Thursday, July 26, 2007
A Village of 100
If you have a bed to sleep in, a refrigerator for food, a closet for clothing, if you have a roof over your head each night, you are wealthier that 75 percent of the world’s population. According to the Minature Earth Project, if the world’s population were reduced to 100 people, 6 individuals would control 59 percent of the world’s money. The “State of the Village Report,” originally published by Dartmouth professor Donella Meadows in 1990, was used to calculate the statistics which many of us have seen in the form of an email titled "Village of 100." If the world’s population were reduced to 100 people, what would our global village look like? Since 1990, Ms. Meadows’ research has been circulated through millions of email inboxes and shared in thousands of classrooms, mine included. The updated version published by the Miniature Earth Project includes recent population statistics from the UN and the Population Reference Bureau.
The statistics are overwhelming. An estimated 4.3 people are born every second around the world. Around 2.5 billion people do not have access to improved sanitation. Almost 2 million people died from tuberculosis last year. More than 500,000 women die each year from complications of pregnancy or childbirth. But it is especially hard for students to grasp the significance of such large numbers. Can you picture 2.5 billion people? How about 2 million? What about just 500,000? Students cannot fathom the enormity and the implications of such statistics. I would argue that none of us can. It is when these statistics hit home, when we put a face to these numbers that they have power. We discuss a similar sort of phenomena in class when we talk about Elie Wiesel’s memoir Night. It is shocking to hear about the Jews, political prisoners, mentally ill, handicapped, homosexuals – the millions and millions of people who died in concentration camps during WWII, but it is not until we can put a face to the horror that the numbers and the story become real.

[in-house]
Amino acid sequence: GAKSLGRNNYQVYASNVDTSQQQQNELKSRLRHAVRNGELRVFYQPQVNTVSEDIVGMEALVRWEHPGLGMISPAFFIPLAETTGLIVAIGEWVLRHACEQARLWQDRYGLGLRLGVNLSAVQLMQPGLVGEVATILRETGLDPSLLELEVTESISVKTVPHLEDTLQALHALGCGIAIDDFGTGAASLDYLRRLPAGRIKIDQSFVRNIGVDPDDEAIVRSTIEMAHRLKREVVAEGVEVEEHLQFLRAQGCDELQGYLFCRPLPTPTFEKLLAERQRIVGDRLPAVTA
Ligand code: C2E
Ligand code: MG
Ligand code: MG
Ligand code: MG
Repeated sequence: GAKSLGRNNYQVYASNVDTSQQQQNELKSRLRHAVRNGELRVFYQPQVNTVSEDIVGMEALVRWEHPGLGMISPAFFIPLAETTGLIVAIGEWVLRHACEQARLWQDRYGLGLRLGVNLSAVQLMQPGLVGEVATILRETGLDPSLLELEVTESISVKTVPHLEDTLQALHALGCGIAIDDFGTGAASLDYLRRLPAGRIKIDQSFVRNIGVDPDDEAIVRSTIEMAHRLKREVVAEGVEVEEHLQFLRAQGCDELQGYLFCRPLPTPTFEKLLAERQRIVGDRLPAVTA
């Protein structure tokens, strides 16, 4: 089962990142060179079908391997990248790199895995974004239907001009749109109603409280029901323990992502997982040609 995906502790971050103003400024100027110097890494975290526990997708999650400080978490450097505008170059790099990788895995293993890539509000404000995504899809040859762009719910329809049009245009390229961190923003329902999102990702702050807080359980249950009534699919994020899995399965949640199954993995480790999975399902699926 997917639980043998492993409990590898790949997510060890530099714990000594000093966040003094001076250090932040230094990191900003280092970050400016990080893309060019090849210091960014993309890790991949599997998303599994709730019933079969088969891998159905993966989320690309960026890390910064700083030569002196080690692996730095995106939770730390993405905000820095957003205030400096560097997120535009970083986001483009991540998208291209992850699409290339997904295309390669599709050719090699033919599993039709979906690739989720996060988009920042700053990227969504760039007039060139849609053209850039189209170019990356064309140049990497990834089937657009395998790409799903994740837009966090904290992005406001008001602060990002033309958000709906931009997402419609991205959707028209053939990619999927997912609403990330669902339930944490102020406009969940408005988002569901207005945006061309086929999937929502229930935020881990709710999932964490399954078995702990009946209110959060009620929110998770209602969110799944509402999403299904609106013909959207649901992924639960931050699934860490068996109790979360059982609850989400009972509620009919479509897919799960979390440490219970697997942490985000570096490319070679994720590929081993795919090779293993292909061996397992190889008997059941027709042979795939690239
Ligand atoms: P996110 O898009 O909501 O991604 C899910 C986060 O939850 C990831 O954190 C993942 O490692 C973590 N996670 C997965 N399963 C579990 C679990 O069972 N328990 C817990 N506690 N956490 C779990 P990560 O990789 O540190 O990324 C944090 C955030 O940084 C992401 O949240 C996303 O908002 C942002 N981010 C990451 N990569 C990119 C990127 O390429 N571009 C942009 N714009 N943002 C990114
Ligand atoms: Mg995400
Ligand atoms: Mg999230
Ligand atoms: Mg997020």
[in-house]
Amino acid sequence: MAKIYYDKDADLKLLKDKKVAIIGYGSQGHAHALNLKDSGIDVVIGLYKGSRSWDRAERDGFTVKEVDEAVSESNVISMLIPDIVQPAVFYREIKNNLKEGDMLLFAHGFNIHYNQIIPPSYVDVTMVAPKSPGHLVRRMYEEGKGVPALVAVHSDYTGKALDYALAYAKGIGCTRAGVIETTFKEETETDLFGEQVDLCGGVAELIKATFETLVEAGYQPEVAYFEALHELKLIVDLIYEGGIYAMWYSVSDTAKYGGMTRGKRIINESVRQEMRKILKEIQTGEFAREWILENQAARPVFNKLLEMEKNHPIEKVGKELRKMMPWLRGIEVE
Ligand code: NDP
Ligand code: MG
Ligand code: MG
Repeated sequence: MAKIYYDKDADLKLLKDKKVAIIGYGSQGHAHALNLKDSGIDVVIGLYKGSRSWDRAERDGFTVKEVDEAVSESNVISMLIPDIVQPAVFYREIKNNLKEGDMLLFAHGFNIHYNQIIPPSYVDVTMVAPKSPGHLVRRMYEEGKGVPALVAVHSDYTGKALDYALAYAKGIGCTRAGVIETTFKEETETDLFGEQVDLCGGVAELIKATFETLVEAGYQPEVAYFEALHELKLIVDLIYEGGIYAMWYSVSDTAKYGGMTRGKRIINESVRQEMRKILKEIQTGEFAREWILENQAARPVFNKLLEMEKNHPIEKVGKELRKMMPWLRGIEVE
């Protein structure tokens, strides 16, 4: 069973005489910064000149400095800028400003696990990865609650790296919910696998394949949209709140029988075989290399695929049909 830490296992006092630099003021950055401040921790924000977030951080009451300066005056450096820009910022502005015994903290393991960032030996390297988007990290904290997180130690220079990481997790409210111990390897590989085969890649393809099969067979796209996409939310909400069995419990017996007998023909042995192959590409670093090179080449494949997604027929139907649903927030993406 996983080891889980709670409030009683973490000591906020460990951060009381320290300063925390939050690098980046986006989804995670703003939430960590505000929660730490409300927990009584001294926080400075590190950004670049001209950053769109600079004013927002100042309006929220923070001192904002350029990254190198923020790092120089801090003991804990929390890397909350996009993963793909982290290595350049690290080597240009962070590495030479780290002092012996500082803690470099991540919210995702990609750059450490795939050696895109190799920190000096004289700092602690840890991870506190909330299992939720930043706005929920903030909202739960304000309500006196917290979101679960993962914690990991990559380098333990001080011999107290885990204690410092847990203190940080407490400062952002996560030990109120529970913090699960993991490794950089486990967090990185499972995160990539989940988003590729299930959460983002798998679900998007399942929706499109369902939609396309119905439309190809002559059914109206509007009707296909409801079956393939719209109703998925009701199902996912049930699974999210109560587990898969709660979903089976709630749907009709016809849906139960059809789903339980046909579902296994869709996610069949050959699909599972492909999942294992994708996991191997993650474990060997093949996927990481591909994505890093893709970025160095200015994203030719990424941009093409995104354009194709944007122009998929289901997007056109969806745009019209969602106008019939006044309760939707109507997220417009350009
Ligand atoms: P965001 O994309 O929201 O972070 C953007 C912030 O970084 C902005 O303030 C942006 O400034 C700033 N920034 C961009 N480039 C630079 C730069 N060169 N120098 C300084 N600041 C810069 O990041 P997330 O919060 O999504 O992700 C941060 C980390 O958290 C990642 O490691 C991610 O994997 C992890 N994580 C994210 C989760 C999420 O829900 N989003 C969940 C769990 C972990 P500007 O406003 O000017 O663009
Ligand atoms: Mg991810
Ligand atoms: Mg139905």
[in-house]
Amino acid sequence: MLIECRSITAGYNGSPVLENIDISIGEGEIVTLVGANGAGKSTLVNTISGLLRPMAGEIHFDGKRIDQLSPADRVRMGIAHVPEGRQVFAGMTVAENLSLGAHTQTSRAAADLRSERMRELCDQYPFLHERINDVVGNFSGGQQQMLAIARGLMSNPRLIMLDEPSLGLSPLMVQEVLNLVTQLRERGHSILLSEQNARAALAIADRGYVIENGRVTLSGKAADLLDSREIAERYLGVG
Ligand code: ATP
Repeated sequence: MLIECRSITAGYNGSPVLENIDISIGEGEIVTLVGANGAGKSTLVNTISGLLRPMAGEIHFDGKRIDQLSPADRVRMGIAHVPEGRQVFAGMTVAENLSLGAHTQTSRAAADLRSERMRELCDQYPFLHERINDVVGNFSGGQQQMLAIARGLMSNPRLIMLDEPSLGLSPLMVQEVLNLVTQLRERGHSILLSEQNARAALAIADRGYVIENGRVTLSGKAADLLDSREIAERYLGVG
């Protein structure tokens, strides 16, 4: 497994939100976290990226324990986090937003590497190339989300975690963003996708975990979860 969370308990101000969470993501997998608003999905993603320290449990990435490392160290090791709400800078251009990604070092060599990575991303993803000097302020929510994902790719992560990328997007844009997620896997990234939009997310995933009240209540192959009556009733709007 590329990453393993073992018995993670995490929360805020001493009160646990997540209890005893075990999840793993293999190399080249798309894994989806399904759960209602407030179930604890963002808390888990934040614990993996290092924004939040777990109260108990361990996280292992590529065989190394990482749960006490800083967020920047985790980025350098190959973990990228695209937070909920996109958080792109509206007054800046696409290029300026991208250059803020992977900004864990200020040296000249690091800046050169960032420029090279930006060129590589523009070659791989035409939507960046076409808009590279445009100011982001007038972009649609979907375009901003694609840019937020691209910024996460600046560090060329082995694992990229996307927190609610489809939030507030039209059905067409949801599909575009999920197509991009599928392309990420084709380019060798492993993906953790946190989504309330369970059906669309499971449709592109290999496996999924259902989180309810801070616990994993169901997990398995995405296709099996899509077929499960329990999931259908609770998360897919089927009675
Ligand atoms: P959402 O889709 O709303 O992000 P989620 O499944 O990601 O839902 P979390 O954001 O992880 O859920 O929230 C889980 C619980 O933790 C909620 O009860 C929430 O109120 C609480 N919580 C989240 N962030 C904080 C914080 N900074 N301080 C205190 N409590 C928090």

Similarly, when our world population of 6.6 billion is reduced to 100, we can begin to understand the statistics. Yes, it is an over simplification, but it is one that we need to make the statistics real. It would mean nothing to my students if I told them only 1.98 billion people in the world have a bank account; it sounds like a rather impressive number. However, when I tell them that in a village of 100, if you have a bank account, you are one of the 30 wealthiest people in the world, suddenly the statistic starts to make sense. Seventy people do not have the means or the money to open a bank account, something all of them have. Or, instead of telling students that 3.5 billion people struggle to live off less than $2 a day, I have half of my class stand and tell them to think of our class as a global microcosm and those standing would have to find a way to clothe, feed, shelter, educate, and entertain themselves with less than $2 a day, the statistic comes alive. The numbers have a face. They become real.
So what do I do with these numbers? How do I help students understand their responsibility to our global community? Especially at the start of each semester, I am stared down by students who declare they have no responsibility to a larger community. “We all have to work for what we have, so everyone else should,” is a common first response. As the semester unfolds, students begin to understand that it is sheer luck that they were born when and where they were as most people in the world do not have it so fortunate. But even for those students who make that connection, fewer still understand the responsibility, connection, power they have to help those less fortunate. Is this a by-product of the American dream? Have we really all become so myopic that we believe the myth that it is possible for every human being to “pull themselves up by their boot straps”? One of the statistics that breaks my heart is this:
Of the industrialized nations, the United States has one of the largest populations living in poverty, about 17 percent.
It is pitiful that the wealthiest nation in the world does not even help its own people, let alone those outside her boarders. When did we stop caring for our fellow human beings?
(Statistics taken from the Population Reference Bureau)